15th-19th Century Maps And Atlases<br>From Martayan Lan
By Michael Stillman
This month Martyan Lan is offering its Catalogue 33, “Fine Antique Maps & Atlases.” Maps are a specialty of this New York City bookseller and they regularly offer some of the finest ever produced. This collection dates from the late 15th century through the 19th and includes maps covering territories as large as the entire world and as small as the island of Bermuda. Other specific areas covered include the various regions of the United States, Canada, Africa, Europe, Asia, Australia, South America, and the Holy Land.
Item 5 is Abraham Ortelius’ atlas, Theatrum Orbis Terrarum, the first modern and perhaps greatest of all atlases. First printed in 1570, Ortelius kept expanding the number of maps with each succeeding edition. After his death in 1601, the plates were turned over to Jan Baptist Vrients, who continued publishing until 1612. The copy here offered was produced by Vrients, and appears to be a transitional version between his 1602 first edition and the one of 1603. It contains 118 double-page maps plus 38 others, all in contemporary color. Price not listed.
For those interested in a less “modern” map, item 9 is a Hartmann Schedel world map from the time of Columbus. Dated 1493, there are no Americas in this map of the world. Indeed, much of the world slides off of the edges of the map into the unknown, and outside of Europe, it is a bit of a challenge to recognize the remaining lands. Images of mythical creatures thought to exist in far off lands run alongside the map. The wave of voyages now beginning would change this image of the world, though it would still take many centuries to accurately complete the mapping. Item 9. $23,000.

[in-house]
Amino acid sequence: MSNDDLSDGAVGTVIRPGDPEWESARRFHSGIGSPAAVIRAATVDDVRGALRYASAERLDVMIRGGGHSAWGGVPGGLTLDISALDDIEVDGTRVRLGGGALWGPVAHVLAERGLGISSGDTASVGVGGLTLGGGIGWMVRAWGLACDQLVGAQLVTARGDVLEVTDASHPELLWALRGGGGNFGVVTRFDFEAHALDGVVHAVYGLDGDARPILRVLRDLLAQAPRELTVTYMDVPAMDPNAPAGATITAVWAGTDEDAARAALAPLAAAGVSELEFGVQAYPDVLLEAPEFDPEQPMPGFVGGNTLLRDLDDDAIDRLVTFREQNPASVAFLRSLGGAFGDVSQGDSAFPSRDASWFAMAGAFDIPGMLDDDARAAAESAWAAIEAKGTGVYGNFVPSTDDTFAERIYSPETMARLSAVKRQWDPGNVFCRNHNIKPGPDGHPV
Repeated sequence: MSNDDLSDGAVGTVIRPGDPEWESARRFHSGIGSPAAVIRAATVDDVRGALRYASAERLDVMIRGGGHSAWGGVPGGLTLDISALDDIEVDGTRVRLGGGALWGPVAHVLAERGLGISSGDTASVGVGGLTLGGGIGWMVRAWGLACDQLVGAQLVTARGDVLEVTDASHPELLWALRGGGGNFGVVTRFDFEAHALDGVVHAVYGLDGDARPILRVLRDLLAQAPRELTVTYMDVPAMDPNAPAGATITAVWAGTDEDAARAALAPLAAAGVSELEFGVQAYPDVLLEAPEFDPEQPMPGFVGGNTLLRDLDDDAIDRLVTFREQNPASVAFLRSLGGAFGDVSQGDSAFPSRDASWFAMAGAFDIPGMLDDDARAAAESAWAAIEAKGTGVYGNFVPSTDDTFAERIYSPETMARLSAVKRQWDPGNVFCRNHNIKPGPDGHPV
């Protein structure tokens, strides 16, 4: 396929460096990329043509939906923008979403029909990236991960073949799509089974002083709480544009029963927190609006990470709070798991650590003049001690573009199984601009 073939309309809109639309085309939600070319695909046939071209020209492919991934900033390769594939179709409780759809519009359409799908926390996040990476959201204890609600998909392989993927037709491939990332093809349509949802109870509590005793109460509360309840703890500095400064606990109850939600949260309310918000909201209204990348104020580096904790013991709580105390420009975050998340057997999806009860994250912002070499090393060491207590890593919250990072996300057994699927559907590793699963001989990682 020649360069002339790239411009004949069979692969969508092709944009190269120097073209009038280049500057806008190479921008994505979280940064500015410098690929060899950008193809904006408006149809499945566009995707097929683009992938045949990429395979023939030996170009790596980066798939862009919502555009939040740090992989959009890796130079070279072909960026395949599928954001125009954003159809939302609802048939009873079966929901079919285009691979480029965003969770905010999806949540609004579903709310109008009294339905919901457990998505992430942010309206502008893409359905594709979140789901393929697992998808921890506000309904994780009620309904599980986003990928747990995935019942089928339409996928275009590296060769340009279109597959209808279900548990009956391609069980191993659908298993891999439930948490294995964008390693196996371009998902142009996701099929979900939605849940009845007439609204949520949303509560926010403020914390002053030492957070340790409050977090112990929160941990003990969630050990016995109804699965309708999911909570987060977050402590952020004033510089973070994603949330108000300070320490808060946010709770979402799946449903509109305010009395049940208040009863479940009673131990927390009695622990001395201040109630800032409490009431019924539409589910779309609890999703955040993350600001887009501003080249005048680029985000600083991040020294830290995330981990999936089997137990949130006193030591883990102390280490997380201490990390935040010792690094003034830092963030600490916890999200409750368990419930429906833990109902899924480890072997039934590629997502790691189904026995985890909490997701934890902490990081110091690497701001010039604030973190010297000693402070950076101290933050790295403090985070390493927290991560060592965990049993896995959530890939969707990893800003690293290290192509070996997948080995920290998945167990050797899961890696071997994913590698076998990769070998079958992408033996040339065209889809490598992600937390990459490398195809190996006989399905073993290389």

Schedel would be followed by another German-born mapmaker, Sebastian Munster, who would produce maps from Switzerland. As might be expected from a “Munster,” some of these maps appear strange. Item 61 is a map of a very flattened Africa, much longer east-west than north-south. However, at its approximate date of 1550, Munster had very limited resources from which to work. $1,300. Item 64 is another circa 1550 Munster map, this one of Europe, and it is almost impossible to make sense out of it. The problem is Munster’s creative touch: he turned the continent upside down. South is at the top, north the bottom. Italy sticks up straight, pointing toward the top. Of course the continent becomes instantly recognizable when you turn the map around, but then all of the writing is upside down. $1,200.